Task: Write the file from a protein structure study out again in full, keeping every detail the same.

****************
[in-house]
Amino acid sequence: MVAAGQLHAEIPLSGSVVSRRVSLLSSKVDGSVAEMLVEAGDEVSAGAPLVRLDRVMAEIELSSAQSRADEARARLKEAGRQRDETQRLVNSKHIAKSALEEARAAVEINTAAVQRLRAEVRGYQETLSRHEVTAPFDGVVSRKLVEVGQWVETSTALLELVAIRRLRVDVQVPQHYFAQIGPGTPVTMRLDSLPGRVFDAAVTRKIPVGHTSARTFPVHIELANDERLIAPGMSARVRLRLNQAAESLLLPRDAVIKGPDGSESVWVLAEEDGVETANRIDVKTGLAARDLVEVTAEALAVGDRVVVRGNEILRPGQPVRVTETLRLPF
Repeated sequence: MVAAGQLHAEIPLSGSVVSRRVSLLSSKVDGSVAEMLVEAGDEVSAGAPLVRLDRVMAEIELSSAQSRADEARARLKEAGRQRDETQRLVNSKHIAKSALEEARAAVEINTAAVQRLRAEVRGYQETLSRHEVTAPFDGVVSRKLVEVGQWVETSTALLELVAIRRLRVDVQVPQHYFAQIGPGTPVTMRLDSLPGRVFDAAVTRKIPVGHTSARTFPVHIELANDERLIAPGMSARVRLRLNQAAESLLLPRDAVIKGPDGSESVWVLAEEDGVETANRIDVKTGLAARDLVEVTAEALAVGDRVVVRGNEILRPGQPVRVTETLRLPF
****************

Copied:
[in-house]
Amino acid sequence: MVAAGQLHAEIPLSGSVVSRRVSLLSSKVDGSVAEMLVEAGDEVSAGAPLVRLDRVMAEIELSSAQSRADEARARLKEAGRQRDETQRLVNSKHIAKSALEEARAAVEINTAAVQRLRAEVRGYQETLSRHEVTAPFDGVVSRKLVEVGQWVETSTALLELVAIRRLRVDVQVPQHYFAQIGPGTPVTMRLDSLPGRVFDAAVTRKIPVGHTSARTFPVHIELANDERLIAPGMSARVRLRLNQAAESLLLPRDAVIKGPDGSESVWVLAEEDGVETANRIDVKTGLAARDLVEVTAEALAVGDRVVVRGNEILRPGQPVRVTETLRLPF
Repeated sequence: MVAAGQLHAEIPLSGSVVSRRVSLLSSKVDGSVAEMLVEAGDEVSAGAPLVRLDRVMAEIELSSAQSRADEARARLKEAGRQRDETQRLVNSKHIAKSALEEARAAVEINTAAVQRLRAEVRGYQETLSRHEVTAPFDGVVSRKLVEVGQWVETSTALLELVAIRRLRVDVQVPQHYFAQIGPGTPVTMRLDSLPGRVFDAAVTRKIPVGHTSARTFPVHIELANDERLIAPGMSARVRLRLNQAAESLLLPRDAVIKGPDGSESVWVLAEEDGVETANRIDVKTGLAARDLVEVTAEALAVGDRVVVRGNEILRPGQPVRVTETLRLPF